Thoughts on the Justice League
In a nutshell, the film was okay, even on a third viewing. Yes, I try to give my superhero films more than one chance to make sure I’m not being influenced by everyone else’s views. These long holiday weekends give me a great chance to do this like my recent “Ant-Man and The Wasp” third look review.
So there, check it out if you passed because of everyone hating on it. I wouldn’t have wanted to pay for it at the theater, but in the comfort of our media center here, it’s more enjoyable.
I’m sure some of you are dying to know how and why I thought it was okay. I know it only scored about a 40 on Rotten Tomatoes, but I haven’t always agreed with their critics assessments. The film blew me away in some parts but for what’s supposed to be the tent pole for the DC Extended Universe, it’s not exactly Marvel’s first “Avengers” film. I didn’t see the same “Avengers” iconic camera pan for DC’s superhero lineup. Of course, we wouldn’t because that might have been trademarked, but what they had there didn’t have the same impact.
When this film came out originally in 2017, it still had the stigma of “Batman V Superman” and “Suicide Squad” still fresh in people’s minds there wasn’t really much hope in the first place; since Justice League was being filmed concurrently with “Wonder Woman.” The lessons learned from that one bright spot in the DCEU wouldn’t have permeated throughout Justice League unless Warner Brothers decided to scrap and re-shoot the entire thing.
Before we go to my thoughts, here’s a little film history lesson. After the first weekend when “Justice League” opened, and even before, Warner Brothers had imposed a review embargo and a Rotten Tomatoes ratings blackout to give the film a chance before word got out on how critics demolished the film. Critics didn’t like it, but not as much as they did “Batman V Superman.”
Again, for me, the film was okay. It was an entertaining superhero film that did what it set out to do. The lighter tone inserted by both the suits and Joss Whedon helped a bit, but critics say it was just too much. At least “Justice League” had something in common with “Thor: Ragnarok;” too many jokes for a film that’s supposed to convey that there’s a lot at stake.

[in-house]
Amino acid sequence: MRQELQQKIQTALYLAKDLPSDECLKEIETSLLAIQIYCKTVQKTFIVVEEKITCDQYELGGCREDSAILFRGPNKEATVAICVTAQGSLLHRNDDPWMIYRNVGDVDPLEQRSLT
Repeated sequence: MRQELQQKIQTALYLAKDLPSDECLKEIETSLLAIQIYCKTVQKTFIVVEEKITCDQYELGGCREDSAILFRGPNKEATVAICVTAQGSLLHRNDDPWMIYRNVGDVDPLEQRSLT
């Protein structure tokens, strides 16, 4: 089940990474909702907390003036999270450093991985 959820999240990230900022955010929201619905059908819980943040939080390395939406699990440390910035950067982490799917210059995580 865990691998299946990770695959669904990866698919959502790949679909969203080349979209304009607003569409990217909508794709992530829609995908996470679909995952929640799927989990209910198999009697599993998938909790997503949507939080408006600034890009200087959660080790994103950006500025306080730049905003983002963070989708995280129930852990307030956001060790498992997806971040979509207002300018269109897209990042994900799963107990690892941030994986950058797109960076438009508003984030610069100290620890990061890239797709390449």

It did feel campy in some spots but the DCEU could use a little camp. What’s surprising and ominous for this supposedly culminating film is its underperformance compared to Marvel’s component films. Not too many showed up to see it at first which led to some speculation that Warner Brothers would lose 100 million for this film which would amount to a complete disaster. It says a lot when Marvel, in its bouts of mediocrity still wins out against something this big and historic. The depressing thing is, it wasn’t the first time. “Batman and Superman “appearing for the first time together on the big screen failed to resonate with audiences. It’s just weird.
Well “Justice League” grossed about $660 million worldwide with a $300 million budget. Warner Bros has had much more luck with “Aquaman” which topped $500 million. I’m glad as Marvel could use a little competition in the realms of superhero movies. Nothing is worse than a studio that gets lazy without it.
“Justice League’s” original underperformance fell way below Warner Brother’s expectation of over a billion naturally led to much finger pointing. They said it was Whedon’s fault, they even tried to say it was suits’ fault and the suits are saying that it’s Snyder’s fault. By the time “Wonder Woman” came out, the “Justice League” was more or less finished but was long and unsatisfactory.
Since Snyder had to deal with unfortunate events, Joss Whedon was brought in to lighten the film’s tone to match that of “Wonder Woman.” Whedon did his job, then the suits did theirs and the film wound up sliced and diced to make the film shorter. Even as I tried to view the film in a casual way the first time at the theater, and I genuinely wanted to enjoy it; the abrupt scene and tone changes looked obvious. It was good but some details seemed to be missing and now in a strange turn of events, fans are now wanting to see what the film would have been under Snyder’s complete control.